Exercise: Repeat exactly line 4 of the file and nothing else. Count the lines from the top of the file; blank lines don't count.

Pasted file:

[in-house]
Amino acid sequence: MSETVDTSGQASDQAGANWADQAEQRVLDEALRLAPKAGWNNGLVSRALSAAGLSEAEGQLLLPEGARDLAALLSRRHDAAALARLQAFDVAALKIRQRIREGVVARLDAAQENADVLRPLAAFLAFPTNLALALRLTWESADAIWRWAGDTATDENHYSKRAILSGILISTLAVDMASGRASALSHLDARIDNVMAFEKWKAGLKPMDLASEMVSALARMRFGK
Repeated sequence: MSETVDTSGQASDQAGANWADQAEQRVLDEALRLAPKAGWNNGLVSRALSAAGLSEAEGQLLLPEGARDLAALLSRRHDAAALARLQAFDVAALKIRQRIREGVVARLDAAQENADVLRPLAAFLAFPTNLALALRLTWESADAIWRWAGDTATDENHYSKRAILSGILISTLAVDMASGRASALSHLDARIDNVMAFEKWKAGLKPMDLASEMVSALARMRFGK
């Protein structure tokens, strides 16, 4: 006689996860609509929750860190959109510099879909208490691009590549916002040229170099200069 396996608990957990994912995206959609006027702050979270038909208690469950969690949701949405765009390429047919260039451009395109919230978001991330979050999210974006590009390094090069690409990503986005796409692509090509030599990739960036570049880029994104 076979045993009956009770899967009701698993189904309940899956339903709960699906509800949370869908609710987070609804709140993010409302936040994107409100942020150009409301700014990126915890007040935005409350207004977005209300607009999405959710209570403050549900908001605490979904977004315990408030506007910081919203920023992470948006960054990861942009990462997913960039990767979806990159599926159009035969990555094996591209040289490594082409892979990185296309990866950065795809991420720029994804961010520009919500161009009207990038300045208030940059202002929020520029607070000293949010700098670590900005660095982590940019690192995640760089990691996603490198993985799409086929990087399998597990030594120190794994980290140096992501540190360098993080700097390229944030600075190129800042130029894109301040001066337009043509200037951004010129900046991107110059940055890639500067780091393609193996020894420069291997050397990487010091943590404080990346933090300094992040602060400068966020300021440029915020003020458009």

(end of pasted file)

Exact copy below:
């Protein structure tokens, strides 16, 4: 006689996860609509929750860190959109510099879909208490691009590549916002040229170099200069 396996608990957990994912995206959609006027702050979270038909208690469950969690949701949405765009390429047919260039451009395109919230978001991330979050999210974006590009390094090069690409990503986005796409692509090509030599990739960036570049880029994104 076979045993009956009770899967009701698993189904309940899956339903709960699906509800949370869908609710987070609804709140993010409302936040994107409100942020150009409301700014990126915890007040935005409350207004977005209300607009999405959710209570403050549900908001605490979904977004315990408030506007910081919203920023992470948006960054990861942009990462997913960039990767979806990159599926159009035969990555094996591209040289490594082409892979990185296309990866950065795809991420720029994804961010520009919500161009009207990038300045208030940059202002929020520029607070000293949010700098670590900005660095982590940019690192995640760089990691996603490198993985799409086929990087399998597990030594120190794994980290140096992501540190360098993080700097390229944030600075190129800042130029894109301040001066337009043509200037951004010129900046991107110059940055890639500067780091393609193996020894420069291997050397990487010091943590404080990346933090300094992040602060400068966020300021440029915020003020458009």